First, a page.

Relapse is a normal part of the recovery process for many people. If it happens to you, a relapse can be a powerful learning experience that helps you prevent future relapses.
There’s often a negative perception that surrounds relapse. While no one wants to experience a relapse, it can be a normal part of the addiction recovery process. Thankfully, you can get back on track after a relapse happens. Getting back on track can look different for everyone, but it may mean recommitting to aftercare programs or returning to treatment. Sometimes, a relapse can indicate that the treatment plan needs to change or shift to meet current needs.
What Does It Mean to Relapse?
In medical terms, when someone relapses, it means their clinical condition worsens after a period of improvement. For example, a relapse can occur with a chronic illness like diabetes. Initially, a person’s diabetes might have been well-controlled with a treatment plan. Then, that plan may no longer work, so they relapse and begin to experience elevated blood sugar levels again.
In addiction treatment, relapse is when someone begins using a substance after a period of abstinence. A relapse can occur after a few weeks of abstinence or after years. Anywhere from 40–60% of people with addictions are estimated to relapse at some point. Anyone with a substance use disorder may be at risk of relapse.
Research shows 65–70% of people with alcohol dependence relapse within one year of abstinence. The risk is especially high in the first three months. With long-term sobriety, these relapse rates do tend to decrease, but this underscores the importance of proper aftercare and follow-up once someone receives treatment.
Opioids tend to have the highest relapse rates and are the most difficult to stop using for many people. Some research puts relapse rates for opioids at 91% in the first year. More than half of people with stimulant use disorders relapse within a year of treatment. An additional 25% relapse two to five years after treatment.
What Is the Difference Between a Slip, a Lapse, and a Relapse?
People may use the terms “slip,” “lapse” and relapse interchangeably, but there are differences between these three.
A slip is characterized by a single instance of using a substance after a person has entered recovery. Someone who has slipped has usually done so because they couldn’t manage their internal dialogue about using, and it tricked them into thinking they could use in moderation.
During a slip, a person remembers why they started recovery and quickly realizes they made the wrong decision. Often, a slip can lead to a strengthened determination to stay sober afterward because they have been reminded of a life they no longer wish to live.
A lapse is multiple uses of a substance. In contrast to a slip, a person uses the substance more than once in a lapse. However, the person has not fully returned to their previous pattern of substance abuse.
In a full-blown relapse episode, the person returns to their previous patterns of substance abuse. In a relapse, the person forgoes their recovery completely. Quite simply, relapsing means they continue to abuse alcohol or drugs for an extended length of time regardless of the consequences.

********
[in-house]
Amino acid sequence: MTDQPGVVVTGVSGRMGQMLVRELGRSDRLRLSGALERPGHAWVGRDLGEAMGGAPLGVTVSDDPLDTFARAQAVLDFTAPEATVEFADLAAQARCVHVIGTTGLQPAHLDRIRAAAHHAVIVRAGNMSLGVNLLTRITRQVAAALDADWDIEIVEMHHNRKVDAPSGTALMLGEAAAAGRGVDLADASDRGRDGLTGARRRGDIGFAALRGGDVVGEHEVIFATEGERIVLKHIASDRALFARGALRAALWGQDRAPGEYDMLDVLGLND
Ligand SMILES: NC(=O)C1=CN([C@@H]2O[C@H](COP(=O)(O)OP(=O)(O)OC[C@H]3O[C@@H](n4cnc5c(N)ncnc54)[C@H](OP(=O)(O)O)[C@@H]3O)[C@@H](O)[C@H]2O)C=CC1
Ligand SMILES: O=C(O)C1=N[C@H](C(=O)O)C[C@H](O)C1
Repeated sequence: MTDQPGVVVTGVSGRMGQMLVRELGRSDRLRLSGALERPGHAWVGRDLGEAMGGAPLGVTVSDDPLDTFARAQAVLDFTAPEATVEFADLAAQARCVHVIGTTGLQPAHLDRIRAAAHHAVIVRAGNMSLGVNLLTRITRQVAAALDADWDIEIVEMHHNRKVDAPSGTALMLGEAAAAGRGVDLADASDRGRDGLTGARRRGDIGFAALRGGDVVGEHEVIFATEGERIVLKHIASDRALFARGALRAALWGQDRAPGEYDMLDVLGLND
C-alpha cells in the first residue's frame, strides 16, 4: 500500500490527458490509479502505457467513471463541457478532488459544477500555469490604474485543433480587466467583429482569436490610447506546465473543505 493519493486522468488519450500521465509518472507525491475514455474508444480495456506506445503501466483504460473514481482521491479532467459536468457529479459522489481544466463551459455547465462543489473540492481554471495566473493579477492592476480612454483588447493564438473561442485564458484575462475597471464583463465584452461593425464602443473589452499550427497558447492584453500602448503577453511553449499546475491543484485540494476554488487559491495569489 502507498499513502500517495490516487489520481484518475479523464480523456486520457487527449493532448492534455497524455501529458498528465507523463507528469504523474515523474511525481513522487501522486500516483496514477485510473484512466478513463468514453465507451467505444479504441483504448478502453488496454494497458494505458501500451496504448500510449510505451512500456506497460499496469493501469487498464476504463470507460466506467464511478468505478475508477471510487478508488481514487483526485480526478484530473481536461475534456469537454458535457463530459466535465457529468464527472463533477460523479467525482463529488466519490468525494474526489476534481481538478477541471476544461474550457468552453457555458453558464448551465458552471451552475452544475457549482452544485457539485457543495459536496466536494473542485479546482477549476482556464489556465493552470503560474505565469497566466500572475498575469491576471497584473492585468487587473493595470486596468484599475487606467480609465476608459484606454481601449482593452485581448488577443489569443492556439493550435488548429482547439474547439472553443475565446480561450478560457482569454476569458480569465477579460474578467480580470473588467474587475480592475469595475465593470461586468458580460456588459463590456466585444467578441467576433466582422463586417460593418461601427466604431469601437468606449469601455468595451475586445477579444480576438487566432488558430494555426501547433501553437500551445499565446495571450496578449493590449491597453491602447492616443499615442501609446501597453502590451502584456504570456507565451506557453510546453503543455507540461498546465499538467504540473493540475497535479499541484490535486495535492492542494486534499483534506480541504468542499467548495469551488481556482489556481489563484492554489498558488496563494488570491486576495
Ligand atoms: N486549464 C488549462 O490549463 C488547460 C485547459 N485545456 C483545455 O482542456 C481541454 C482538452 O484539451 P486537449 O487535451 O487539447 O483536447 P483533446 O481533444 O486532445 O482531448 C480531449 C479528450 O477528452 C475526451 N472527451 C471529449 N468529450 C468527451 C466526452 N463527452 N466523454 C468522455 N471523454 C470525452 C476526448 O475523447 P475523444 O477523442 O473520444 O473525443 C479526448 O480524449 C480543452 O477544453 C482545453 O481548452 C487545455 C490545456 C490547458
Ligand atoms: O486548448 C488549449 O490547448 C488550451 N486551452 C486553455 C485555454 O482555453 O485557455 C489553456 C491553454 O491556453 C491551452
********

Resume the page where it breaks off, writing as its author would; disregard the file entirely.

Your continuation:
Does Relapse Mean Failure?
Relapse doesn’t mean that the person is a failure, nor does it mean treatment was a failure. It can feel like a failure, but relapse is part of the recovery process for many people. When someone experiences a relapse, they may need a modified treatment plan and additional supportive services. Reasons relapse isn’t a failure include:
Addiction is chronic disease and relapse is a part of its course. Research and scientific evidence show addiction is a brain disease, and it weakens the ability to experience pleasure and motivation. Addiction also affects the stress response and causes cravings;when those cravings aren’t met, it leads to negative emotions and side effects.
Many people with other chronic illnesses experience relapse as part of their recovery process. In fact, the relapse rate for addiction is similar to other illnesses like high blood pressure and asthma.
Being in recovery isn’t a one-time event. Instead, it’s a journey and process that continues throughout a person’s life. There’s not a point in time in which someone with an addiction is suddenly cured. They’re always working on their recovery.
Types of Relapse
A relapse can be categorized in two general ways — a traditional relapse or a “freelapse.” A traditional relapse occurs when someone consciously decides to return to using drugs or alcohol. For example, someone might feel they’re okay to have a glass of wine because they can handle it. With a “freelapse,” someone accidentally and unintentionally relapses. In this scenario, a person might drink something they’re given without realizing it’s alcohol.
The Stages of Relapse
Relapse isn’t a sudden occurrence. Instead, it tends to occur in stages or phases. By recognizing the earlier phases of relapse, it’s possible to take steps to prevent later steps from occurring. These stages include:
- Emotional relapse: the person isn’t actively thinking about returning to using drugs or alcohol. Instead, their behaviors and emotions might set the stage for a relapse later. Warning signs include not attending recovery meetings, isolation, poor eating and sleeping habits or not practicing self-care.
- Mental relapse: not working on the symptoms of emotional relapse puts a person at greater risk of moving onto this stage. During a mental relapse, someone might think about using drugs or alcohol. A person could have cravings to use or start reminiscing about the people, places, and things they associate with their substance use. Minimizing the consequences of their past use or glamorizing it can also happen during the second stage of relapse.